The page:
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MSN FlexPath

I am on my 5th class of my MSN in Nursing Education with FlexPath! I have 7 more classes to go and have begun getting my practicum set up*. I wanted to go over some things I’ve learned so far in my program!

How to evaluate evidence on a higher level

In each FlexPath assessment I’ve completed, I’ve had to use evidence to support my assertions. However, I’ve quickly realized how much time and effort it takes to find sources that don’t merely get the point across that I desire, but also are reliable. In some cases, it’s taken me just as long to find good evidence as it has to actually write the paper.  During my very first course, I just tried to find a few sources and quickly began writing. Soon thereafter, I noticed that the sources were not reliable and did not fully communicate what I needed to meet my competency. They were simply related to what I wanted to say.  Back to the drawing board I went!

I then changed how I approached writing and allocated a significant amount of time to simply find the sources I needed, rather than focusing all of my efforts on writing. This made me mentally switch gears and reprioritize. Now, I’m not frustrated when I can’t quickly find sources because I realize it is not something that should only take a few minutes.

There is so much research out there and it requires purposeful searching to find what you need. I’ve utilized the librarians at Capella multiple times to aid in my efforts when I was having trouble finding what I needed, and it was pretty seamless.

Using strong evidence to support change

Before starting this MSN FlexPath program, I was unaware of all that goes into initiating change on an organizational level. Throughout some of my program assessments, I’ve had to create various proposals and initiatives. While some interventions and changes sound like a good idea, they are not always all they’re cracked up to be.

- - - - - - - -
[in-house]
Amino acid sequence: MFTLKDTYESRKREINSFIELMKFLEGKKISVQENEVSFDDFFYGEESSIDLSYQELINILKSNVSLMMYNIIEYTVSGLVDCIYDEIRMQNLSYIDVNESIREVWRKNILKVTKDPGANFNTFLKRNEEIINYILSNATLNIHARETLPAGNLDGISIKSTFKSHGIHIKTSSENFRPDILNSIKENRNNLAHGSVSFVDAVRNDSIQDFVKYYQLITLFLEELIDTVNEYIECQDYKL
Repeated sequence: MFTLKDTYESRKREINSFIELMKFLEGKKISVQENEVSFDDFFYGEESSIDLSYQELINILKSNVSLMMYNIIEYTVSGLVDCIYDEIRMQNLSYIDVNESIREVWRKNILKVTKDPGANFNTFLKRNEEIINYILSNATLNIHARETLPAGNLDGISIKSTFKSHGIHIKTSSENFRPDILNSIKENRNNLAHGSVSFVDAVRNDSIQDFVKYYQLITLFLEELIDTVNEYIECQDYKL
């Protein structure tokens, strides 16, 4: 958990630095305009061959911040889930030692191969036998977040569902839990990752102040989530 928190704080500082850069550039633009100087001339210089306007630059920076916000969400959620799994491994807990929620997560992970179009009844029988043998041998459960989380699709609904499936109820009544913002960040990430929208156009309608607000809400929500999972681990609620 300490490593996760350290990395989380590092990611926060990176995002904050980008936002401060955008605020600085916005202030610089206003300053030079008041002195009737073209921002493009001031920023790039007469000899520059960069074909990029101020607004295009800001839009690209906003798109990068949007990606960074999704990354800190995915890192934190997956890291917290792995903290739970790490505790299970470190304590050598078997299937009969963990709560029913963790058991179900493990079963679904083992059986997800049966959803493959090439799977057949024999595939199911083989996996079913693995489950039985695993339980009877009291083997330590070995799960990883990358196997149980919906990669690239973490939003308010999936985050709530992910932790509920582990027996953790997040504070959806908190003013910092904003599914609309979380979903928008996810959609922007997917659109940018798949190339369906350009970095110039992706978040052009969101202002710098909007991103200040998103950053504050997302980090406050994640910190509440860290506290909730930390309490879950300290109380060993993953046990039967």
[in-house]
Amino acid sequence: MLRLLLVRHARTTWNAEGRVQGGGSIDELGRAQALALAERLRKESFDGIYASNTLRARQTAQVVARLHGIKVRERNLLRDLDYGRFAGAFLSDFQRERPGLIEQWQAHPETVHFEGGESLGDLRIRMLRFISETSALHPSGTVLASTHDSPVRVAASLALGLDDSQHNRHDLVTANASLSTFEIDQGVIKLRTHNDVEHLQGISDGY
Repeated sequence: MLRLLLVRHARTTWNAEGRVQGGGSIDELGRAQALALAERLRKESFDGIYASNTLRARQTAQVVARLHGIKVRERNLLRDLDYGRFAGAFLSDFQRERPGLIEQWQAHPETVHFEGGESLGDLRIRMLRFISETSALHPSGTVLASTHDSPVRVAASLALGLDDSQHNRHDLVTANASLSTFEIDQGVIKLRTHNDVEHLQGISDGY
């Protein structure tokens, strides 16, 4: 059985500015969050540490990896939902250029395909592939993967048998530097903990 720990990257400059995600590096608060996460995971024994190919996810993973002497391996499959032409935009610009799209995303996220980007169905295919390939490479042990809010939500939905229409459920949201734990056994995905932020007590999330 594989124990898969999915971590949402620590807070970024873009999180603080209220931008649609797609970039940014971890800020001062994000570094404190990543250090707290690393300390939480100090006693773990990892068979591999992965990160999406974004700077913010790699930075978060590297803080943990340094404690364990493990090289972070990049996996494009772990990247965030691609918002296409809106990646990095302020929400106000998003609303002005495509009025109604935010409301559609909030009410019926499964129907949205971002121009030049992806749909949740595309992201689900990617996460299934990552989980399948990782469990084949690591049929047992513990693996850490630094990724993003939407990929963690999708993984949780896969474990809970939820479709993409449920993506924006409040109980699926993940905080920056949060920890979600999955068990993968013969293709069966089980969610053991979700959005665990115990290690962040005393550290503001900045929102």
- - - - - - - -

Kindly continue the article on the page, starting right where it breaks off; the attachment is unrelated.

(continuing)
For example, when looking to decrease catheter-associated urinary tract infections (CAUTIs), it sounds like a good idea to screen every person who comes into the hospital with a urinalysis (UA). Easy enough, right? Just grab a UA container and get a specimen on everyone on admission!  Right?  Well… not so much. There is strong evidence to support that this is not associated with lower CAUTI rates.  Many major health organizations in the United States do not practice this screening method because it simply does not provide better outcomes, yet it adds a substantial cost.

Speaking of cost, I’ve also realized how incredibly expensive it is to institute change at the bedside within an organization. I’ve been surprised to learn that many health organizations in the United States have doubts about whether the evidence about the efficacy of this screening method, and they have adopted different approaches to try improving outcomes and lowering costs.

Realization of the behind-the-scenes work

Throughout my FlexPath program and the assessments, I’ve had to look at what my current hospital is doing to address various quality measures and it has been quite eye-opening. As the bedside provider, I’m typically the end-user of changes in practice. What I typically see is how the change is communicated and received, not the work that goes into creating the change in the first place.

In my various program assessments related to this, I’ve had to address how I would communicate my suggested change to the organization. This is something I never thought of before and now I realize how much strategy goes behind communication, why communication fails, and how I receive and interpret it. I had never been in the position of not only doing all of the work behind change, but also planning how to communicate it to the end-user.  I’ve realized that you may have the best initiative or plan ready to go, but if it’s not communicated to the masses in an effective manner, it may not be successful.

What’s next

I was in New Orleans attending the Capella commencement ceremony in March where I got to meet recent graduates along with the very first MSN FlexPath graduate! Check out the conversation I had with her here.

Also, I’ve submitted my paperwork to get my practicum set up, which is the final step in my journey. While I still have 7 classes to go, I have to begin getting those ducks in a row now. I’ve already bought my very first lab coat, so I’m excited to jump in!

Stay tuned for more MSN FlexPath updates or click here learn more about Capella’s FlexPath learning format and nursing degrees.

*Results vary. The typical MSN FlexPath student with an average number of transfer credits completes 1.3 courses per billing session.  Because of insufficient program-level data, the MSN and MEd pace is based on an aggregate of all master’s-level FlexPath students. Data as of March 2017.